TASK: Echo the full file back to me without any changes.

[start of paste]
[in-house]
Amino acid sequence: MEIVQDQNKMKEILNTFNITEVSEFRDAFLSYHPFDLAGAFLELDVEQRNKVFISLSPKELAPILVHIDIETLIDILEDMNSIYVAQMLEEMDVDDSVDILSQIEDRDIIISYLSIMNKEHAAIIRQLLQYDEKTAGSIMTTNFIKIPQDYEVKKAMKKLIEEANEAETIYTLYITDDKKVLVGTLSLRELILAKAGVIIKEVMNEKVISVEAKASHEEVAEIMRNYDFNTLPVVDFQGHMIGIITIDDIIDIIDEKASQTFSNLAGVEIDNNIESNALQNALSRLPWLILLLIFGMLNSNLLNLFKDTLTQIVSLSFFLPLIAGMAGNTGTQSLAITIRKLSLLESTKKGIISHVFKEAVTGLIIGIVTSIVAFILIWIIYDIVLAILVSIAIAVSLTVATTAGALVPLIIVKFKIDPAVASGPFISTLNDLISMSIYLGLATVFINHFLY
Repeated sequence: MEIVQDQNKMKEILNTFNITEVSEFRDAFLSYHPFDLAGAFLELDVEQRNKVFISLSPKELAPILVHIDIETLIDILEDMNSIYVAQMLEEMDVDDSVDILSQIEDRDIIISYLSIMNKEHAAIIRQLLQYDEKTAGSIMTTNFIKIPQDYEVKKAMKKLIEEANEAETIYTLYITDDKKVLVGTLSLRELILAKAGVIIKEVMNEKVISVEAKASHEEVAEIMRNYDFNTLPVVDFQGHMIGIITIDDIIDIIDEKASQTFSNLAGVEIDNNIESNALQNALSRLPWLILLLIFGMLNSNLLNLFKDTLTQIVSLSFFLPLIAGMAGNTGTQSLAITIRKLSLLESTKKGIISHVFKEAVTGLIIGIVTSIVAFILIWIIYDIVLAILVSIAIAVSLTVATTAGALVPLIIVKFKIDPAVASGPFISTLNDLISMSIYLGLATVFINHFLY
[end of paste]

[in-house]
Amino acid sequence: MEIVQDQNKMKEILNTFNITEVSEFRDAFLSYHPFDLAGAFLELDVEQRNKVFISLSPKELAPILVHIDIETLIDILEDMNSIYVAQMLEEMDVDDSVDILSQIEDRDIIISYLSIMNKEHAAIIRQLLQYDEKTAGSIMTTNFIKIPQDYEVKKAMKKLIEEANEAETIYTLYITDDKKVLVGTLSLRELILAKAGVIIKEVMNEKVISVEAKASHEEVAEIMRNYDFNTLPVVDFQGHMIGIITIDDIIDIIDEKASQTFSNLAGVEIDNNIESNALQNALSRLPWLILLLIFGMLNSNLLNLFKDTLTQIVSLSFFLPLIAGMAGNTGTQSLAITIRKLSLLESTKKGIISHVFKEAVTGLIIGIVTSIVAFILIWIIYDIVLAILVSIAIAVSLTVATTAGALVPLIIVKFKIDPAVASGPFISTLNDLISMSIYLGLATVFINHFLY
Repeated sequence: MEIVQDQNKMKEILNTFNITEVSEFRDAFLSYHPFDLAGAFLELDVEQRNKVFISLSPKELAPILVHIDIETLIDILEDMNSIYVAQMLEEMDVDDSVDILSQIEDRDIIISYLSIMNKEHAAIIRQLLQYDEKTAGSIMTTNFIKIPQDYEVKKAMKKLIEEANEAETIYTLYITDDKKVLVGTLSLRELILAKAGVIIKEVMNEKVISVEAKASHEEVAEIMRNYDFNTLPVVDFQGHMIGIITIDDIIDIIDEKASQTFSNLAGVEIDNNIESNALQNALSRLPWLILLLIFGMLNSNLLNLFKDTLTQIVSLSFFLPLIAGMAGNTGTQSLAITIRKLSLLESTKKGIISHVFKEAVTGLIIGIVTSIVAFILIWIIYDIVLAILVSIAIAVSLTVATTAGALVPLIIVKFKIDPAVASGPFISTLNDLISMSIYLGLATVFINHFLY